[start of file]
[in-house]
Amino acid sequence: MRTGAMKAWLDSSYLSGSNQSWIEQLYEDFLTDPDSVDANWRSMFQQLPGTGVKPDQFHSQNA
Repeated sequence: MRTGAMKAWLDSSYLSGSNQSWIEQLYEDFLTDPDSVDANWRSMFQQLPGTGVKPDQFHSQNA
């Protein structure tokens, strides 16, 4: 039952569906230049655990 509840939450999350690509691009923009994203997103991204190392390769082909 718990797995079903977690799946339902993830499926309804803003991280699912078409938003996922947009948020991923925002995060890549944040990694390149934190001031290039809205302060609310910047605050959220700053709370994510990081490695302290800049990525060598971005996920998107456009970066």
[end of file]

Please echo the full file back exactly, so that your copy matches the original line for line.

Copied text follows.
[in-house]
Amino acid sequence: MRTGAMKAWLDSSYLSGSNQSWIEQLYEDFLTDPDSVDANWRSMFQQLPGTGVKPDQFHSQNA
Repeated sequence: MRTGAMKAWLDSSYLSGSNQSWIEQLYEDFLTDPDSVDANWRSMFQQLPGTGVKPDQFHSQNA
């Protein structure tokens, strides 16, 4: 039952569906230049655990 509840939450999350690509691009923009994203997103991204190392390769082909 718990797995079903977690799946339902993830499926309804803003991280699912078409938003996922947009948020991923925002995060890549944040990694390149934190001031290039809205302060609310910047605050959220700053709370994510990081490695302290800049990525060598971005996920998107456009970066």